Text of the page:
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Domestic Examination For Newly Arrived Refugees: Guidelines and Discussion of the History and Physical Examination

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Over 600,000 refugees have resettled in the United States over the past decade, with a steady increase in numbers since 2006 [1]. Refugees arrive from around the globe and settle throughout the United States. Depending on their country of origin, refugees are at increased risk for many diseases, both infectious and noninfectious, not commonly seen in the native US-born population. Conditions such as tuberculosis and sexually transmitted infections are particularly important to recognize early, given their potential public health consequences.

The initial history and physical (H&P) examination is a critically important first step in the assessment of newly arrived refugees. A thoughtful H&P can both assist in identifying disease and help refugees develop a sense of trust in our medical system and in the care being provided (e.g., in many cultures a clinical encounter is viewed as useless if a physical examination is not performed during the visit). Given the complexity of the domestic medical screening visit, it is vital that clinicians set aside an adequate amount of time, create a trusting environment, and provide competent interpretation services to facilitate compassionate and culturally appropriate history acquisition and performance of the physical examination.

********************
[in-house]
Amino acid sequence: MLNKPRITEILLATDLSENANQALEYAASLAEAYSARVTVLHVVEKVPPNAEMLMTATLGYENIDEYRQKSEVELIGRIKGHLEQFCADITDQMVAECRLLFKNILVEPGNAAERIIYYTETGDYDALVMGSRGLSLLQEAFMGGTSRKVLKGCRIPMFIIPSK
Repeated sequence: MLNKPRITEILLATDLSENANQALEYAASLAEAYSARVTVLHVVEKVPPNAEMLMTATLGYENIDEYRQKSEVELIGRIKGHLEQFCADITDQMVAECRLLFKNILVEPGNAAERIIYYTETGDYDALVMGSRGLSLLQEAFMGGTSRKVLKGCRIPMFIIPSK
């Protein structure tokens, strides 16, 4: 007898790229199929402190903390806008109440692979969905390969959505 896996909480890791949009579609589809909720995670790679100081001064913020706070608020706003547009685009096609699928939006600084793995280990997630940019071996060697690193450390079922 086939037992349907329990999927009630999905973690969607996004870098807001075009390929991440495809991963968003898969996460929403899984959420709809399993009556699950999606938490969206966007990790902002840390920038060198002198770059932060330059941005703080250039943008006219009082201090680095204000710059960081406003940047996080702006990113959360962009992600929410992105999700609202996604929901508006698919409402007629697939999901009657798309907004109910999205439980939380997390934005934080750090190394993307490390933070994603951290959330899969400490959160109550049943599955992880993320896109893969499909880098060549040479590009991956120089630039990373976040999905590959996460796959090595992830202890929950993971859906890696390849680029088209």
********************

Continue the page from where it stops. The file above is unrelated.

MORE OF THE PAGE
Performing a History

The first step in the examination of a newly arrived refugee is to obtain a detailed history, including any current symptoms, past medical problems, medications, allergies, social/family history, and a mental health assessment. Use of professionally trained interpreters (e.g., preferably in person, bilingual, bicultural, and medically trained) for any patient with limited English skills is highly encouraged.

Initially, the encounter should be dedicated to addressing the immediate health concerns of the patient. This is important to determine if an active disease is present, but more importantly, to establish a trusting relationship with the patient.

The past medical history can be difficult due to lack of recall, lack of previous accurate diagnosis, and different health paradigms and beliefs of what conditions constitute significant past diseases. Questions should be asked about prior hospitalizations, episodes of severe illness, chronic conditions, previous injuries, surgeries (including dental procedures), and blood transfusions.

Vaccination history should also be reviewed, as discussed in the as discussed in the Immunization Guidelines.

A medication history should include nonprescription (over-the-counter medications), as well as an inquiry about use of traditional and/or herbal remedies and therapies. Use of such therapies is common and can have significant health consequences due to drug-drug interactions, teratogenicity, and contamination with toxins [2-4].